Thursday, October 1, 2009

Roman Polanski survived the Holocaust to be raised by his father. His father was also a Survivor, but to become so had to endure Matthausen, a camp deadly enough that no reliable figures exist for the casualties. The Nazis destroyed most of the statistics before liberation, but it's believed that somewhere between 170,000 and 320,000 people were killed (though some historians have put the figure at 2 million). After a childhood under Stalin and Hitler, Polanski was rewarded with a young adulthood in Gomulka's Poland. As a budding Polish director, his first film had enormous success but came under official criticism at a time when official criticism often meant imprisonment and sometimes worse.

He received asylum in France in an era when defection from a Communist country was anything but easy. His first period in France was unsuccessful because the arts in France were dominated by fellow travelers like Jean-Luc Godard and Jean Paul Sartre who were hostile to anyone who might contradict their view of the Soviet Union as the anti-imperialist savior of the world. One bad word from a famous cultural figure was enough to scare producers into refusing Polanski more than a few francs at a time. So Polanski had to move to London, where he found success and began his western career in earnest.

But Polanski's early movies had very little to do with politics. He was much more interested in human beings, and particularly in their humiliation. The streak of cruelty that marks his movies (and his personal life) was manifest from the very beginning. Whereas filmmakers today like Quentin Tarantino and Robert Rodriguez use violence as an omnipresent force whose shock barely registers on the screen, the violence in Polanski's films slices to the cruelest possible angle. Perhaps a man who saw so much of life's terrors would see brutality as a part of the commonplace, or maybe Polanski was just a born sadist. But even with the Hitchcockian manner by which he makes his characters suffer (particularly his female characters), he seems to identify with their suffering in a way the Hitchcocks of the world never do. In a perverse, almost psychopathic way, there lurks a feminist streak to Polanski. It is hardly a streak that absolves him, but certainly one that that should make people question the standard writeoff of him as a born mysogenist.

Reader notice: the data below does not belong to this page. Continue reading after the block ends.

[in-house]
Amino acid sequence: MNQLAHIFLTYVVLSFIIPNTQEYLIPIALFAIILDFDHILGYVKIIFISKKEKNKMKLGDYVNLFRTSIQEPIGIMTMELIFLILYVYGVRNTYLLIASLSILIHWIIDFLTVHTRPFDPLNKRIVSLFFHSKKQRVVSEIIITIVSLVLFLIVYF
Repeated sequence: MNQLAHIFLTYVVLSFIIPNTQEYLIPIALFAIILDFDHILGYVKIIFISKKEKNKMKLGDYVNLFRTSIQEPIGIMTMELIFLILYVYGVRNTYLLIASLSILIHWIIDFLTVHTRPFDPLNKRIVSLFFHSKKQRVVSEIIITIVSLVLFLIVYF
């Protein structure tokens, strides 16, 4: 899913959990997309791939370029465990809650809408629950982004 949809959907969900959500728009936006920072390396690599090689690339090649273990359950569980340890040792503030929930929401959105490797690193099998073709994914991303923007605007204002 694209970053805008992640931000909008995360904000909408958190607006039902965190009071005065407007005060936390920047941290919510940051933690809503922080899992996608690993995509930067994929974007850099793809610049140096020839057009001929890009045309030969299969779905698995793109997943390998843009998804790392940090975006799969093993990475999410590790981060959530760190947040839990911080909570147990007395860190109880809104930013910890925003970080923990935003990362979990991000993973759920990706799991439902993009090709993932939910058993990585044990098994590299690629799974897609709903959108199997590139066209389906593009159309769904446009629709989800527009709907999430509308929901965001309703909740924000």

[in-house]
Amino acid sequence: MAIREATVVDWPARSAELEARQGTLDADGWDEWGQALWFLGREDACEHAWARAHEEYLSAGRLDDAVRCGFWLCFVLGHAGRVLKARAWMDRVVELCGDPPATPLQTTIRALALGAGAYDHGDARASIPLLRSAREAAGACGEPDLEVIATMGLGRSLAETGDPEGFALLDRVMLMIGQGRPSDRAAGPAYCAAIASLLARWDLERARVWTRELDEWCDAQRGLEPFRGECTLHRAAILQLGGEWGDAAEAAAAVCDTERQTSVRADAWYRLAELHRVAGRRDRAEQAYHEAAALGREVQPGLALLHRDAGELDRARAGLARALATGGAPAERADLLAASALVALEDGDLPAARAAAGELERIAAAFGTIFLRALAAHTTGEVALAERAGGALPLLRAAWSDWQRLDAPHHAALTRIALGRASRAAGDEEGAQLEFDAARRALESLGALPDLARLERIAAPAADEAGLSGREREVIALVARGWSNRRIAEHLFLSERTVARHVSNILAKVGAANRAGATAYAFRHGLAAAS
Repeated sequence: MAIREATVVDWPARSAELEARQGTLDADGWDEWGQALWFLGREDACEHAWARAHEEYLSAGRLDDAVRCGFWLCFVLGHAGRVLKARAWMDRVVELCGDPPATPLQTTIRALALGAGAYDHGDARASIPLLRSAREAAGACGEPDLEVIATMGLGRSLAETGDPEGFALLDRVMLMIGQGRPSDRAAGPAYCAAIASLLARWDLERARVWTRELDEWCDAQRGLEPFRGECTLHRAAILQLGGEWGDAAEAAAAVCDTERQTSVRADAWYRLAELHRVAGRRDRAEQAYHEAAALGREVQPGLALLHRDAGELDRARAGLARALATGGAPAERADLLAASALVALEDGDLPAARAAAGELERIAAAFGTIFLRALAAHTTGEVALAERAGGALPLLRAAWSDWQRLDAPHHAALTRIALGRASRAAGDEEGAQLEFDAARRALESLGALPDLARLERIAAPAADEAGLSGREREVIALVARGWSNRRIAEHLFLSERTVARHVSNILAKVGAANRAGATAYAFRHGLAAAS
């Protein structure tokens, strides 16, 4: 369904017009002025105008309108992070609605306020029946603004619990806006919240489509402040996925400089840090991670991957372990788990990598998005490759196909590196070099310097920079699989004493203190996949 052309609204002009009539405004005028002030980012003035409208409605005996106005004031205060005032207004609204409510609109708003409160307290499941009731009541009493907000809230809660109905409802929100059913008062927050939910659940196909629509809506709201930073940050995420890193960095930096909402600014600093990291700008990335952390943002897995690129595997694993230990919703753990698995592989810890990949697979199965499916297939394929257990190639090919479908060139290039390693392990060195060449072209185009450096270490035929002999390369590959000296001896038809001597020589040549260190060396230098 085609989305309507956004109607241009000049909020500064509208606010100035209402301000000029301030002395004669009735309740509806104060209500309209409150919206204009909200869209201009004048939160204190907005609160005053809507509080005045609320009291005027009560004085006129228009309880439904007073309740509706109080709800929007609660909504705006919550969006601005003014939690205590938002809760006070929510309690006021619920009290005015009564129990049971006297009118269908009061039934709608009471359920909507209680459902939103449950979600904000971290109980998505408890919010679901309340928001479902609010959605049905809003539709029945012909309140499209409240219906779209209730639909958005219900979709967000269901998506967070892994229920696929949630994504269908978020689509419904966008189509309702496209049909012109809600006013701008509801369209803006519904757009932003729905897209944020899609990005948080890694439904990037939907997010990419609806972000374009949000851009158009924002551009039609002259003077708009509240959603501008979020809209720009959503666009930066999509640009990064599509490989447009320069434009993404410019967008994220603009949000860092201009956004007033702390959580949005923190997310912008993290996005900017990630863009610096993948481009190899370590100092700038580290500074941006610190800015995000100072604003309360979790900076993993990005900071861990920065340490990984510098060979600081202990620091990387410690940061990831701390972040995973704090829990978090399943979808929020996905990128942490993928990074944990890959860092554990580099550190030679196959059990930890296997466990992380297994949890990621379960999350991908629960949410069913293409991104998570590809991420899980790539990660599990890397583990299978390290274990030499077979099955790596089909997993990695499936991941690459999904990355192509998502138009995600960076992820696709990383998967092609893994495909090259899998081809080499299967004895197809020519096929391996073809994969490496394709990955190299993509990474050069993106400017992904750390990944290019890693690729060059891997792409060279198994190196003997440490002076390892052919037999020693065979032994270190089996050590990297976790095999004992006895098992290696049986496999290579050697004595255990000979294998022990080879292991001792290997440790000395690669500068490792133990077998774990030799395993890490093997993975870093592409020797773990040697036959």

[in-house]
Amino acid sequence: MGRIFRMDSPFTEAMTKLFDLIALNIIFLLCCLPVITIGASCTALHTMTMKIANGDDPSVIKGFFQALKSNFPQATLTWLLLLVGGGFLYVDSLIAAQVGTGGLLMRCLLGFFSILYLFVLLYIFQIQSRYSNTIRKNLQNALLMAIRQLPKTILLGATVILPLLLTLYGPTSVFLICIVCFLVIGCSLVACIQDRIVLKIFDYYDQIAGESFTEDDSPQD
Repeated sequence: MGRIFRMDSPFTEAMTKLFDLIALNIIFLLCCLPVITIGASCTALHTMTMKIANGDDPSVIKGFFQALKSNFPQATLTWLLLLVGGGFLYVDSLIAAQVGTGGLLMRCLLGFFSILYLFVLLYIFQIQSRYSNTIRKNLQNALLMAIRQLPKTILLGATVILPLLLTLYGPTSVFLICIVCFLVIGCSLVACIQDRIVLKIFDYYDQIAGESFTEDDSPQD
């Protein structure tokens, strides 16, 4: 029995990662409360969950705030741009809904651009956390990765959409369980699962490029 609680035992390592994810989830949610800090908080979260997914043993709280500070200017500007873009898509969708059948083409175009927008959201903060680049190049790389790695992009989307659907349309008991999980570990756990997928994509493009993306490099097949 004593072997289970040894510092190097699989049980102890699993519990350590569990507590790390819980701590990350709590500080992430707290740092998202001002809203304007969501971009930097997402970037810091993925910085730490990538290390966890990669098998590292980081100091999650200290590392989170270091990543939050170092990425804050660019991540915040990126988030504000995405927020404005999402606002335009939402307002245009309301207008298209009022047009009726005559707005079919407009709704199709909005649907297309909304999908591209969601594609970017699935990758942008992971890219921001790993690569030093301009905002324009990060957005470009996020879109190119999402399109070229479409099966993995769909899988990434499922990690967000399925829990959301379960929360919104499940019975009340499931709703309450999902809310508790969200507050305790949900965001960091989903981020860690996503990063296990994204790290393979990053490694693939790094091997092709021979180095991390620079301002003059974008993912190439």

His most famous early movie, Repulsion, is a case study of the madness that creeps in from isolation. The icily beautiful Carol (played by the icily beautiful Catherine Deneuve) comes to stay with her sister and gets into an argument with her sister's omnipresent yet married boyfriend. After the argument, Carol's sister goes on vacation with him to Italy and Carol finds herself trapped in her sister's apartment with the effects of an insanity that becomes more apparent every passing day. Unable to connect with people in either her personal life or her work, she comes completely undone over the course of a week. We helplessly watch as her hair gets messy, her clothes become tattered, and the food she refuses to eat rots on the table. Having previously confided that she is a virgin and perpetually afraid of men, she attempts to connect with a man only to end up blugeoning him with a candlestick and then cuts the throat of her sister's groping landlord with a straight razor. The sister comes home at the end of the week to find the dead bodies and Carol hiding under the bed. In the final shot, the camera pans to a family portrait in which Carol isolates herself from the rest of the family's domestic contentment.

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